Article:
You have to read your contract to find the answer to whether you can get out of the contract. You have a good faith obligation to do all things necessary that are contemplated by your documents, such as apply for the loan and supply the necessary documentation requested by the bank.
You could check with a local consumer lawyer to assure that the seller did everything proper to bind you to the contract, but without seeing the documentation, no one can give you a good answer. Check on Avvo for a local attorney who practices in the area of consumer law.
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You need to look at the terms of the contract you signed. It is fairly common for there to be a clause which allows the contract to be rescinded without penalty if the buyer was unable to obtain financing after making a good-faith effort to do so.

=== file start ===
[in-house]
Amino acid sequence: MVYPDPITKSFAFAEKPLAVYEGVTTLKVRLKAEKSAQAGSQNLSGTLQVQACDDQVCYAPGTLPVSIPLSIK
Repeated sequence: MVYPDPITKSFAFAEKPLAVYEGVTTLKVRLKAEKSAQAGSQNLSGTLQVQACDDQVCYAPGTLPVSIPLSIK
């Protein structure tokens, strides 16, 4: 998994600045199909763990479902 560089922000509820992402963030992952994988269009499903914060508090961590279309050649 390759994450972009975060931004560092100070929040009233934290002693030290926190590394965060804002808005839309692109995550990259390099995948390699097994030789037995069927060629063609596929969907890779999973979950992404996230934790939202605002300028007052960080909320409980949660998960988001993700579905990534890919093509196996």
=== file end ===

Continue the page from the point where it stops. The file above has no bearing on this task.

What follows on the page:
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I agree with the previous answers. You must look at the contract and see if there is an out clause. Likely, without proof of income, the bank will not approve the loan. However, you should speak to your bank immediately. Also, you should also look into the issue of whether you would be able to recoup your down payment.
The above is general legal and business analysis. It is not "legal advice" but analysis, and different lawyers may analyze this matter differently, especially if there are additional facts not reflected in the question. I am not your attorney until retained by a written retainer agreement signed by both of us. See also avvo.com terms and conditions item 9, incorporated as if it was reprinted hereAsk a similar question